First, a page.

Though satellite internet has existed for years, the competition is about to rapidly intensify, with companies planning to launch thousands of their own systems into low Earth orbit.
The latest move in the industry came on Tuesday from Amazon, which took a major step towards getting its $10 billion Kuiper constellation off the ground by sealing deals with three rocket companies.
The US online retail giant wants to strengthen its lucrative diversification into IT services, and “provide low-latency broadband to a wide range of customers,” including those “working in locations without a reliable internet connection.”
“Satellite solutions are an indispensable complement to fiber,” said Stephane Israel, chief executive of Arianespace, one of the Amazon rocket providers.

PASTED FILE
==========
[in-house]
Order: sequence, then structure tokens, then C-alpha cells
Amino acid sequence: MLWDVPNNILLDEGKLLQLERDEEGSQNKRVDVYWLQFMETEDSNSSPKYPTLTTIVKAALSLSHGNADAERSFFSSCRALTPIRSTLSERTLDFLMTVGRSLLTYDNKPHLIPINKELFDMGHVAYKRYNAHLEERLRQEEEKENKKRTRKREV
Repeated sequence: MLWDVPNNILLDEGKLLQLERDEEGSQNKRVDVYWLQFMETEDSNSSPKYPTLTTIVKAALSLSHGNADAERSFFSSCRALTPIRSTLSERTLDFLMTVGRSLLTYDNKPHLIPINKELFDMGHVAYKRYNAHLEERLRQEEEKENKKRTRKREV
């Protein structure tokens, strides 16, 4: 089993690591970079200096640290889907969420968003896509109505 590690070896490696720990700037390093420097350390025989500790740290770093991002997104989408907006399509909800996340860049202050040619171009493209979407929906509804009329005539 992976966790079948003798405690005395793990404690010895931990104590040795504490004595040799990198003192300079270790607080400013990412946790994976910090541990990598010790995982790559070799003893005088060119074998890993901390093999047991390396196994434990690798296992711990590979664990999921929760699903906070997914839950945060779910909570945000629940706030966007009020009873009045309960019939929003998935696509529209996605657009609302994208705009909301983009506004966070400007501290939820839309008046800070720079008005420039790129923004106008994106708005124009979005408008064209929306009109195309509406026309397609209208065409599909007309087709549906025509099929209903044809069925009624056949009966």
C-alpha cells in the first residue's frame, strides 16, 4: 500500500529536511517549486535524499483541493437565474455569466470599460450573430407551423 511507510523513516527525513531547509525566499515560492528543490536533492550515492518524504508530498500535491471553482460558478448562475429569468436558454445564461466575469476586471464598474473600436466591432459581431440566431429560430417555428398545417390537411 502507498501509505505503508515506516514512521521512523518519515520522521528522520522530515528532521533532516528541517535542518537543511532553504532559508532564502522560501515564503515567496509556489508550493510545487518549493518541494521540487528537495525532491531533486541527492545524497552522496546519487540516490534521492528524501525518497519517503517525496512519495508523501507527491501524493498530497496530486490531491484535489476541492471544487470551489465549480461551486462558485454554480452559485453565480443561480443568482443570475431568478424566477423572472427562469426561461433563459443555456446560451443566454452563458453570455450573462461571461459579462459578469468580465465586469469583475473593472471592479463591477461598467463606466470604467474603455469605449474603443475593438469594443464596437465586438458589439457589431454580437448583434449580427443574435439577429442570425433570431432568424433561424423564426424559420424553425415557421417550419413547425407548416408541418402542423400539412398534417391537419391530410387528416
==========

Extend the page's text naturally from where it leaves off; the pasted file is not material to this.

“There are situations in which fiber is much too expensive compared to satellite connections, especially to reach the last inhabitant of a remote area,” he explained.
In addition to the satellites themselves, Amazon plans “small, affordable client terminals” along the lines of Echo smart-homes and Kindle e-readers, and promises to “provide service at a price that is affordable and accessible to customers,” with no further pricing details immediately. AFP